- Bresee, S. J, Marcus, et al. Etiology of severe Acute Gastroenteritis among adults visiting Emergency Departments in the United States | The Journal of Infectious Diseases | Oxford Academic. OUP Academic. https://academic.oup.com/jid/article/205/9/1374/2192242. Published March 27, 2012.
- Symptoms & Causes of Viral Gastroenteritis (“Stomach Flu”). National Institute of Diabetes and Digestive and Kidney Diseases. https://www.niddk.nih.gov/health-information/digestive-diseases/viral-gastroenteritis/symptoms-causes. Published May 1, 2018.
- Gastrointestinal Society. Gastroenteritis (stomach flu). Gastrointestinal Society. https://www.badgut.org/information-centre/a-z-digestive-topics/gas troenteritis/ . Published 2017.
- Tavarez LA, Gomez M, Mendoza HR. [Management of acute diarrheal disease with rice water]. Arch Domin Pediatr. https://www.ncbi.nlm.nih.gov/pubmed/12290546. Published 1991.
- Wong HB. Rice water in treatment of infantile gastroenteritis. The Lancet. https://www.ncbi.nlm.nih.gov/pubmed/6113434. Published July 11, 1981.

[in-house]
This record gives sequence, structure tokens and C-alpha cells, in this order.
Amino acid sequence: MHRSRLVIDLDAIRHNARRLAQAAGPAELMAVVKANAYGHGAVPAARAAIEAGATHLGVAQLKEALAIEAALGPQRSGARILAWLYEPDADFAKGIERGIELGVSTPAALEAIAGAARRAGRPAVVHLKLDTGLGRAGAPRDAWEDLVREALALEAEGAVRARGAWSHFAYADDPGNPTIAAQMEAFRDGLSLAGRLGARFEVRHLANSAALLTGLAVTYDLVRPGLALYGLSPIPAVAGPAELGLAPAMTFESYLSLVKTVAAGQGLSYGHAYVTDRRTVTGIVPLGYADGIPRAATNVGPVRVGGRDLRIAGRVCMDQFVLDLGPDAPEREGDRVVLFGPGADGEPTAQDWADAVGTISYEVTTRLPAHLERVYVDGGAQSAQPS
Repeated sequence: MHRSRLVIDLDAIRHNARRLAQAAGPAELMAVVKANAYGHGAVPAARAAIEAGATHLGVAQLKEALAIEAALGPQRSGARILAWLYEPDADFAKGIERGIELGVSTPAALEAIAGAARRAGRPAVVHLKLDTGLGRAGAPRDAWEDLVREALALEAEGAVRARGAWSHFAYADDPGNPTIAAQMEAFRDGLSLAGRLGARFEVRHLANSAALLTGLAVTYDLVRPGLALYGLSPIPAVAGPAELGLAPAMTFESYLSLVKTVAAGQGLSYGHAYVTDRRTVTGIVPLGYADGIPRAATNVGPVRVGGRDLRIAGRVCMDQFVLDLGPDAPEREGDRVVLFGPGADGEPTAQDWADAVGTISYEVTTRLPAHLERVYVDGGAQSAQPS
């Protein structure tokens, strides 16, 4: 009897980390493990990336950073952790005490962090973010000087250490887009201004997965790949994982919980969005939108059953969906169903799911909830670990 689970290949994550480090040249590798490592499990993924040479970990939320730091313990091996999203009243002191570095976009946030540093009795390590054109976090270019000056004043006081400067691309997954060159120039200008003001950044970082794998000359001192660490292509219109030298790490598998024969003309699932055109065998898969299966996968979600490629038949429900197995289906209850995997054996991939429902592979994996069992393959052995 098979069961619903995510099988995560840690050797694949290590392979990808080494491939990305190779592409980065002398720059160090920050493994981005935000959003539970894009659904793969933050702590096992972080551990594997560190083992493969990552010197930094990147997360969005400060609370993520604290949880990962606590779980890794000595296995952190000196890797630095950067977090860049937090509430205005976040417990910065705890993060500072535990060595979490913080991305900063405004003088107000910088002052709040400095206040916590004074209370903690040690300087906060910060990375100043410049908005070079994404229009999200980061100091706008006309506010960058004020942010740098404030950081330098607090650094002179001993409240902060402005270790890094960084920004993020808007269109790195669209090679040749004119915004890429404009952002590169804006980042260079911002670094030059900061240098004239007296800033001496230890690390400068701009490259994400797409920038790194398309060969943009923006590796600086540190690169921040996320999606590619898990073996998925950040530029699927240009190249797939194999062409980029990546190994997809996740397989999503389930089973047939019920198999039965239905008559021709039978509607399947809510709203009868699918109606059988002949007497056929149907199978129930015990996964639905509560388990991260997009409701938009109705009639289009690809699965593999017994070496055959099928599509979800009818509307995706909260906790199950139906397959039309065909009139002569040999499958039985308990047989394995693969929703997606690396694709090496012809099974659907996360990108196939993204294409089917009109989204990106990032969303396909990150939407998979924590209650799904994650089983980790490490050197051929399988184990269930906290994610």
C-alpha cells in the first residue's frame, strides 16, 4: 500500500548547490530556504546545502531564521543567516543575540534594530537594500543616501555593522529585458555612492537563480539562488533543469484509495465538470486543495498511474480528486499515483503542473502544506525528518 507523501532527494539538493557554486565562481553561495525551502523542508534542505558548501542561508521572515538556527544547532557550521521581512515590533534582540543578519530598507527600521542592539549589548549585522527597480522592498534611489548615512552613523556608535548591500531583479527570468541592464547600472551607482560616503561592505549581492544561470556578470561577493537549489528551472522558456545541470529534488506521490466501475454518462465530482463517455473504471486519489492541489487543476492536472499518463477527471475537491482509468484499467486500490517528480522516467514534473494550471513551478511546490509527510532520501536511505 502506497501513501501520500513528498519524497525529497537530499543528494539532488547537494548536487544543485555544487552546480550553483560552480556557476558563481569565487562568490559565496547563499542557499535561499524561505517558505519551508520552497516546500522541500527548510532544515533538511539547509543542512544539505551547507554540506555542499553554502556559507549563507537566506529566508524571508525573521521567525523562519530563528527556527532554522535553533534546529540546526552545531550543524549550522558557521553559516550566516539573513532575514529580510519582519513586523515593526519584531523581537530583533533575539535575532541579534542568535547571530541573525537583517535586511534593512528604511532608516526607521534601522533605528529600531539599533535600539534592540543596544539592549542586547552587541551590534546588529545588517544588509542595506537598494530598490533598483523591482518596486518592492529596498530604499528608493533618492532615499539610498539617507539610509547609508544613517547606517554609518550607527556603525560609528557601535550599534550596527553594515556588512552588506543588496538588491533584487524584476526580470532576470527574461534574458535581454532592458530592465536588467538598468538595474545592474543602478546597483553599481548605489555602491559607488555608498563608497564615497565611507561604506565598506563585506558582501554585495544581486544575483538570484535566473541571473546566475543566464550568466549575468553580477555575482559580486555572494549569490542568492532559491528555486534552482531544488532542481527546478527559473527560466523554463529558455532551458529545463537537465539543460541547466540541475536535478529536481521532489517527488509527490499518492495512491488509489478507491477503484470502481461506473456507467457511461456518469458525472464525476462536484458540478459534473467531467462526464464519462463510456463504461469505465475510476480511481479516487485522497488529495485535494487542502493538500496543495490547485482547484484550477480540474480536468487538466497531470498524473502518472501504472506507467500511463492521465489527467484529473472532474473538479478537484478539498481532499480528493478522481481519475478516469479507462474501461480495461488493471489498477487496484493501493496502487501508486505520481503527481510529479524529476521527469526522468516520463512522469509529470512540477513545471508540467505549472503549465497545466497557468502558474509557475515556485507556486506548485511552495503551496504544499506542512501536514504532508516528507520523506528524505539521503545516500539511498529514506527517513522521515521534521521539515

- Kechagia M, Basoulis D, Konstantopoulou S, et al. Health benefits of probiotics: A review. ISRN Nutrition. https://www.ncbi.nlm.nih.gov/pmc/articles/PMC4045285/. Published 2013.
- NCCIH. Peppermint Oil. National Center for Complementary and Integrative Health. https://nccih.nih.gov/health/peppermintoil.
Published December 1, 2016. Accessed October 18, 2018.
- Srivastava JK, Shankar E, Gupta S. Chamomile: A herbal medicine of the past with bright future. Molecular Medicine Reports. https://www.ncbi.nlm.nih.gov/pmc/articles/PMC2995283/ . Published November 1, 2010.
- Bode AM. The amazing and mighty ginger. Herbal Medicine: Biomolecular and Clinical Aspects. 2nd edition. https://www.ncbi.nlm.nih.gov/books/NBK92775/ . Published January 1, 1970.
- Jamshidi N, Cohen MM. The clinical efficacy and safety of tulsi in humans: A systematic review of the literature. Evidence-based Complementary and Alternative Medicine : eCAM. https://www.ncbi.nlm.nih.gov/pmc/articles/PMC5376420/. Published 2017.
- Rabbani GH, Teka T, Zaman B, Majid N, Khatun M, Fuchs GJ. Clinical studies in persistent diarrhea: dietary management with green banana or pectin in Bangladeshi children. Gastroenterology . https://www.ncbi.nlm.nih.gov/pubmed/11522739. Published September 2001.
- Lemon juice disinfects against human norovirus. ScienceDaily. https://www.sciencedaily.com/releases/2015/08/150825103120.htm. Published August 25, 2015.